"On a cursory examination, it appeared to us that the view of the Madhya Pradesh High Court as indicated in the abovementioned decisions is correct, but on closer scrutiny we respectfully disagree with the same. In any case, the matter is not res integra as far as this court is concerned. In Addl. CIT V. J.K.D'Costa, Income-tax Reference No.82 of 1974, disposed of by us on 27th April, 1981--reported in  133 ITR 7, we held on similar facts that the Commissioner could not pass an order pertaining to penalty under s. 263 of the Act. We held that the penalty proceedings do not form part of the assessment proceedings . Further, the failure of the ITO to record his satisfaction or the lack of it in the assessment order, with regard to the leviability of penalty cannot be a factor vitiating the assessment orders."
The other High Courts namely Rajasthan, Gauhati, Calcutta and Madras High Court have followed the view taken by the Delhi High Court in the case of J.K. D'Costa and A.K.Jain . We also find that the Hon'ble Supreme Court had dismissed the Special Leave Petition filed by the Revenue against the decision of the Delhi High Court in J.K. D'Costa [(1984) 147 ITR (St.1)].
So far as the dismissal of Special Leave Petition by the Hon'ble Supreme Court is concerned it may mentioned here that the nature and the jurisdiction exercised by the Hon'ble Supreme Court under Article 136 of the Constitution of India came up for consideration before the Apex Court in the case of Kun-Hayammed and others v. State of Kerala and others, reported in AIR 2000 Supreme Court 2587. The Hon'ble Supreme Court has held as follows :
" 13. The appellate jurisdiction exercised by the Supreme Court is conferred by Articles 132 to 136 of the Constitution. Articles 132, 133 and 134 provide when an appeal thereunder would lie and when not. Article 136 of the Constitution is a special jurisdiction conferred on the Supreme Court which is sweeping in its nature. It is a residuary power in the sense that it confers an appellate jurisdiction on the Supreme Court subject to the special leave being granted in such matters as may not be covered by the preceding articles. It is an overriding provision conferring a special jurisdiction providing for invoking of the appellate jurisdiction of Supreme Court not fettered by the sweep of preceding articles. Article 136 opens with a non-obstante clause and conveys a message that even in the field covered by the preceding articles, jurisdiction conferred by Articles 136 is available to be exercised in an appropriate case. It is an untrammeled reservoir of power incapable of being confined to definitional bounds the discretion conferred on the Supreme Court being subjected to only one limitation, that is, the wisdom and good sense or sense of justice of the Judges. No right of appeal is conferred upon any party, only a discretion is vested in Supreme Court to interfere by granting leave to an applicant to enter in its appellate jurisdiction not open otherwise and as of right.
The exercise of jurisdiction conferred on this Court by Article 136 of the Constitution consists of two steps: (i) granting special leave to appeal and (ii) hearing the appeal. This distinction is clearly demonstrated by the provision of Order XVI of the Supreme Court Rules framed in exercise of the power conferred by Article 145 of the Constitution. Under Rule 4, the petition seeking special leave to appeal filed before the Supreme Court under Article 136 of the Constitution shall be in form No. 28. No separate application for interim relief need be filed, which can be incorporated in the petition itself. If notice is ordered on the Special Leave Petition, the petitioner should take steps to serve the notice on the respondent. The petition shall be accompanied by a certified copy of the judgment and order appealed from and an affidavit in support of the statement of facts contained in the petition. Under Rule 10 the petition for grant of special leave shall be put up for hearing ex-parte unless there be a caveat. The Court if it thinks fit, may direct issue of notice to the respondent and adjourn the hearing of the petition. Under Rule 13, the respondent to whom a notice in Special Leave Petition is issued or who had filed a caveat, shall be entitled to oppose the grant of leave of interim orders without filing any written objections. He shall also be at liberty to file his objections only by setting out the grounds in opposition to the questions of law or grounds set out in the S.L.P. On hearing the Court may refuse the leave and dismiss the petition for seeking special leave to appeal either ex parte or after issuing notice to the opposite party. Under Rule 11. on the grant of special leave, the petition for special leave shall, subject to the payment of Additional Court fee, if any, be treated as the petition of appeal and it shall be registered and numbered as such. The appeal shall then be set down for hearing in accordance with the procedure laid down thereafter. Thus, a petition seeking grant of special leave to appeal and the appeal itself, though both dealt with by Article 136 of the Constitution are two clearly distinct stages. In our opinion the legal position which emerges is as under :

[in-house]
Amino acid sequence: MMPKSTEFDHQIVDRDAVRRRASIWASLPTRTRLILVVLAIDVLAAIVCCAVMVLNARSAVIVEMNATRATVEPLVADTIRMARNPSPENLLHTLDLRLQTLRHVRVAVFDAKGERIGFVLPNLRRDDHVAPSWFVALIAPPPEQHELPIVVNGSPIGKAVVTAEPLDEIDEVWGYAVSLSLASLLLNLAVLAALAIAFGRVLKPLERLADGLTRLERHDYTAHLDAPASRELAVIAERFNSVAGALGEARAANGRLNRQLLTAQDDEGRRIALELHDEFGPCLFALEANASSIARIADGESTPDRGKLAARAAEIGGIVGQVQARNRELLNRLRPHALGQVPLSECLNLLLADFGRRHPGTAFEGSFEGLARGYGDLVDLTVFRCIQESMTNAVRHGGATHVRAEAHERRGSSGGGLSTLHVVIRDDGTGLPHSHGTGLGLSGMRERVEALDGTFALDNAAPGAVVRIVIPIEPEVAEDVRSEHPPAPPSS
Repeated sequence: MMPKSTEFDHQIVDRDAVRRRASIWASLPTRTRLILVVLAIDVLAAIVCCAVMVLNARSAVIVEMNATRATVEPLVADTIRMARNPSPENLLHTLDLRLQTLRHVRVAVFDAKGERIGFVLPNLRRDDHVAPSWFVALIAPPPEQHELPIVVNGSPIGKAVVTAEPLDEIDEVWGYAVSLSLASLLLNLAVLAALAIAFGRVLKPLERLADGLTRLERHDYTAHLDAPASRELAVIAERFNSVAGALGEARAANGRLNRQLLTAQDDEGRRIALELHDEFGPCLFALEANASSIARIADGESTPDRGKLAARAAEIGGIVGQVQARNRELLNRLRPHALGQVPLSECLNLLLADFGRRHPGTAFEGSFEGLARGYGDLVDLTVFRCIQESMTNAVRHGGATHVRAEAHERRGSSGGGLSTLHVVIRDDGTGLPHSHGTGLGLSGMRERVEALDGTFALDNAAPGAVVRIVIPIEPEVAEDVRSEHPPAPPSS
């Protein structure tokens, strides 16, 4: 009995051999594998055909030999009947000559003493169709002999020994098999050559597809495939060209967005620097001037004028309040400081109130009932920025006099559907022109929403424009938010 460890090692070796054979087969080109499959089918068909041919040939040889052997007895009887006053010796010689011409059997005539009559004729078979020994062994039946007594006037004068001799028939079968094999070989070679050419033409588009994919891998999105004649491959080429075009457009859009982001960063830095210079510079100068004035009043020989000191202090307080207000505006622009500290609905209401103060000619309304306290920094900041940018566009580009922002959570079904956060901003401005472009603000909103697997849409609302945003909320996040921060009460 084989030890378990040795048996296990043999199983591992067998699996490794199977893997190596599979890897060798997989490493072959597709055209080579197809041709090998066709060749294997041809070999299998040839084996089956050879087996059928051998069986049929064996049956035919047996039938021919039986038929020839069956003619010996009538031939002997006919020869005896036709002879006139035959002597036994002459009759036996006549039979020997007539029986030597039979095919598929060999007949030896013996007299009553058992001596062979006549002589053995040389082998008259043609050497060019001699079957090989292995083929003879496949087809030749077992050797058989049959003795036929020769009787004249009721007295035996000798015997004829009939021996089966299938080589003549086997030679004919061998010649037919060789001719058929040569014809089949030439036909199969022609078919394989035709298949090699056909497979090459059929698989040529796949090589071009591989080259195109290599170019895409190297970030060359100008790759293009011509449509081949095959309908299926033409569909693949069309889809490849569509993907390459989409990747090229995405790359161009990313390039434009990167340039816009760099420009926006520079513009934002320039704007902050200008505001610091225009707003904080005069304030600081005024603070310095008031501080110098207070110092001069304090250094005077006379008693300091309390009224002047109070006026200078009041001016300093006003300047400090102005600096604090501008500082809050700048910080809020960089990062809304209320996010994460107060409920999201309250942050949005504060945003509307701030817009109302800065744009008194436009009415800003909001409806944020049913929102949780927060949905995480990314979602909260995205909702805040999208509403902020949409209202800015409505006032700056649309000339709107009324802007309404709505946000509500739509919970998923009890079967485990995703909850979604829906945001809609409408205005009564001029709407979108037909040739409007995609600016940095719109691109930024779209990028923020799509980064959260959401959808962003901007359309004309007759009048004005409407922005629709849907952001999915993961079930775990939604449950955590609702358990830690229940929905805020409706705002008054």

(1) While hearing the petition for special leave to appeal, the Court is called upon to see whether the petitioner should be granted such leave or not. While hearing such petition, the Court is not exercising its appellate jurisdiction ; it is merely exercising its discretionary jurisdiction to grant or not to grant leave to appeal. The petitioner is still outside the gate of entry though aspiring to enter the appellate arena to Supreme Court. Whether he enters or not would depend on the fate of his petition for special leave: